The sociology of race and ethnicity began to take shape in the late 19th century.
The American sociologist W.E.B. Du Bois, who was the first African American to earn a Ph.D. at Harvard, is credited with pioneering the subfield within the United States with his famous and still widely taught books The Souls of Black Folk and Black Reconstruction.
However, the subfield today differs greatly from its early stages. When early American sociologists focused on race and ethnicity, du Bois excepted, they tended to focus on the concepts of integration, acculturation, and assimilation, in keeping with the view of the U.S. as a “melting pot” into which difference should be absorbed.
Concerns during the early 20th century were for teaching those who differed visually, culturally, or linguistically from the white Ango-Saxon norms how to think, speak, and act in accordance with them.
This approach to studying race and ethnicity framed those who were not white Anglo-Saxon as problems that needed to be solved and was directed primarily by sociologists who were white men from middle to upper-class families.
As more people of color and women became social scientists throughout the twentieth century, they created and developed theoretical perspectives that differed from the normative approach in sociology, and crafted research from different standpoints that shifted the analytic focus from particular populations to social relations and the social system.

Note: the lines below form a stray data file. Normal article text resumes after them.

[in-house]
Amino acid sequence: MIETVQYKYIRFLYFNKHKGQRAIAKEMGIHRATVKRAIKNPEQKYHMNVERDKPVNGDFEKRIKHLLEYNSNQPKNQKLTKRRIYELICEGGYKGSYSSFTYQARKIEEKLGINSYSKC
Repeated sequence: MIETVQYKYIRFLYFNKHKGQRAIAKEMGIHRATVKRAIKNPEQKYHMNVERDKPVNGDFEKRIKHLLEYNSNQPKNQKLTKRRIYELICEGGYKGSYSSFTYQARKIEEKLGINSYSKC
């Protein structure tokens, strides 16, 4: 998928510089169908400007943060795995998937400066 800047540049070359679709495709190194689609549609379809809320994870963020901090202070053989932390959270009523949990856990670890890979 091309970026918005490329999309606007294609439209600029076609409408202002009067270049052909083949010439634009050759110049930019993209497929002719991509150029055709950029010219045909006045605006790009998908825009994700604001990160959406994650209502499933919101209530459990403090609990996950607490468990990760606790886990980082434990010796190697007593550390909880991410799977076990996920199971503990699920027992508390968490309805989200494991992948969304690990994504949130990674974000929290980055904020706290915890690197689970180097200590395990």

Today, sociologists within the subfield of race and ethnicity focus on areas including racial and ethnic identities, social relations and interactions within and across racial and ethnic lines, racial and ethnic stratification and segregation, culture and worldview and how these relate to race, and power and inequality relative to majority and minority statuses in society.
How Sociologists Define Race and Ethnicity
Race refers to how we categorize people by skin color and phenotype–certain physical facial features that are shared to a certain degree by a given group. Common racial categories that most people would recognize in the U.S. include Black, white, Asian, Latino, and American Indian. But the tricky bit is that there is absolutely no biological determinant of race.
Instead, sociologists recognize that our idea of race and racial categories are social constructs that are unstable and shifting, and that can be seen to have changed over time in relation to historical and political events.
We also recognize race as defined in large part by context. “Black” means something different in the U.S. versus Brazil versus India, for example, and this difference in meaning manifests in real differences in social experience.
Ethnicity is likely a bit more difficult to explain for most people. Unlike race, which is primarily seen and understood on the basis of skin color and phenotype, ethnicity does not necessarily provide visual cues.
Instead, it is based on a shared common culture, including elements like language, religion, art, music, and literature, and norms, customs, practices, and history. An ethnic group does not exist simply because of the common national or cultural origins of the group, however. They develop because of their unique historical and social experiences, which become the basis for the groups ethnic identity.